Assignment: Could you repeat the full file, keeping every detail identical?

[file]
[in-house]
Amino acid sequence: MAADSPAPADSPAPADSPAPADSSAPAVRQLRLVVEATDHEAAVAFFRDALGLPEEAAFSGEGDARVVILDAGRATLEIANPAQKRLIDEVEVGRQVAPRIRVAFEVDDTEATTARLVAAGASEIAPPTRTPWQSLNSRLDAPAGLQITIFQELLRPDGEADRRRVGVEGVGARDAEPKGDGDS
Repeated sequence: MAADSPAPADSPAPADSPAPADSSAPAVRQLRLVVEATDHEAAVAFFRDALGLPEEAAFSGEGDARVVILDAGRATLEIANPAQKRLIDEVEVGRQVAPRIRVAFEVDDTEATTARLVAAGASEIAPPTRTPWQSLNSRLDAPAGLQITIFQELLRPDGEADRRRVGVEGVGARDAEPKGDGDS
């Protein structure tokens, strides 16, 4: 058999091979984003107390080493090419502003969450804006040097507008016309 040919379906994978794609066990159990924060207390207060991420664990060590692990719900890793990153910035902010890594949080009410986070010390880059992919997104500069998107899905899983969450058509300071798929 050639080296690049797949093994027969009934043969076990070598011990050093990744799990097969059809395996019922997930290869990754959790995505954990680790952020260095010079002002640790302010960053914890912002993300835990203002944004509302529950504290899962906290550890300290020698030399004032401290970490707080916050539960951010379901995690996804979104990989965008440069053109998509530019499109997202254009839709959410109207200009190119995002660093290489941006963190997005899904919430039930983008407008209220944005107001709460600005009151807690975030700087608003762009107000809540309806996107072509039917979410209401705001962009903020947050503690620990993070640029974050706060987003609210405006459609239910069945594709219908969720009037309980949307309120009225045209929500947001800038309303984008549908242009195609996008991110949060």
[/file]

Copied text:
[in-house]
Amino acid sequence: MAADSPAPADSPAPADSPAPADSSAPAVRQLRLVVEATDHEAAVAFFRDALGLPEEAAFSGEGDARVVILDAGRATLEIANPAQKRLIDEVEVGRQVAPRIRVAFEVDDTEATTARLVAAGASEIAPPTRTPWQSLNSRLDAPAGLQITIFQELLRPDGEADRRRVGVEGVGARDAEPKGDGDS
Repeated sequence: MAADSPAPADSPAPADSPAPADSSAPAVRQLRLVVEATDHEAAVAFFRDALGLPEEAAFSGEGDARVVILDAGRATLEIANPAQKRLIDEVEVGRQVAPRIRVAFEVDDTEATTARLVAAGASEIAPPTRTPWQSLNSRLDAPAGLQITIFQELLRPDGEADRRRVGVEGVGARDAEPKGDGDS
């Protein structure tokens, strides 16, 4: 058999091979984003107390080493090419502003969450804006040097507008016309 040919379906994978794609066990159990924060207390207060991420664990060590692990719900890793990153910035902010890594949080009410986070010390880059992919997104500069998107899905899983969450058509300071798929 050639080296690049797949093994027969009934043969076990070598011990050093990744799990097969059809395996019922997930290869990754959790995505954990680790952020260095010079002002640790302010960053914890912002993300835990203002944004509302529950504290899962906290550890300290020698030399004032401290970490707080916050539960951010379901995690996804979104990989965008440069053109998509530019499109997202254009839709959410109207200009190119995002660093290489941006963190997005899904919430039930983008407008209220944005107001709460600005009151807690975030700087608003762009107000809540309806996107072509039917979410209401705001962009903020947050503690620990993070640029974050706060987003609210405006459609239910069945594709219908969720009037309980949307309120009225045209929500947001800038309303984008549908242009195609996008991110949060």